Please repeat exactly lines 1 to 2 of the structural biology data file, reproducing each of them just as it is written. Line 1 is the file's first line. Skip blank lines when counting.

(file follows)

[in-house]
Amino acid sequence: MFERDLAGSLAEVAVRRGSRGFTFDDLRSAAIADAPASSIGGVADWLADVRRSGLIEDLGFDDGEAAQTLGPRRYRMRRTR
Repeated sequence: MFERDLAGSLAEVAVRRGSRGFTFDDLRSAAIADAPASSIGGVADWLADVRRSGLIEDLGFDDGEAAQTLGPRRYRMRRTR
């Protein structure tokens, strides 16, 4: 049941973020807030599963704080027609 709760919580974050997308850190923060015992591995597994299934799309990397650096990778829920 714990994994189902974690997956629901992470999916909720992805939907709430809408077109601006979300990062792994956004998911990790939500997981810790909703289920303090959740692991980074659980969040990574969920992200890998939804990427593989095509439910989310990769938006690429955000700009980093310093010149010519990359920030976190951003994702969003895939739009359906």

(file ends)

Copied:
[in-house]
Amino acid sequence: MFERDLAGSLAEVAVRRGSRGFTFDDLRSAAIADAPASSIGGVADWLADVRRSGLIEDLGFDDGEAAQTLGPRRYRMRRTR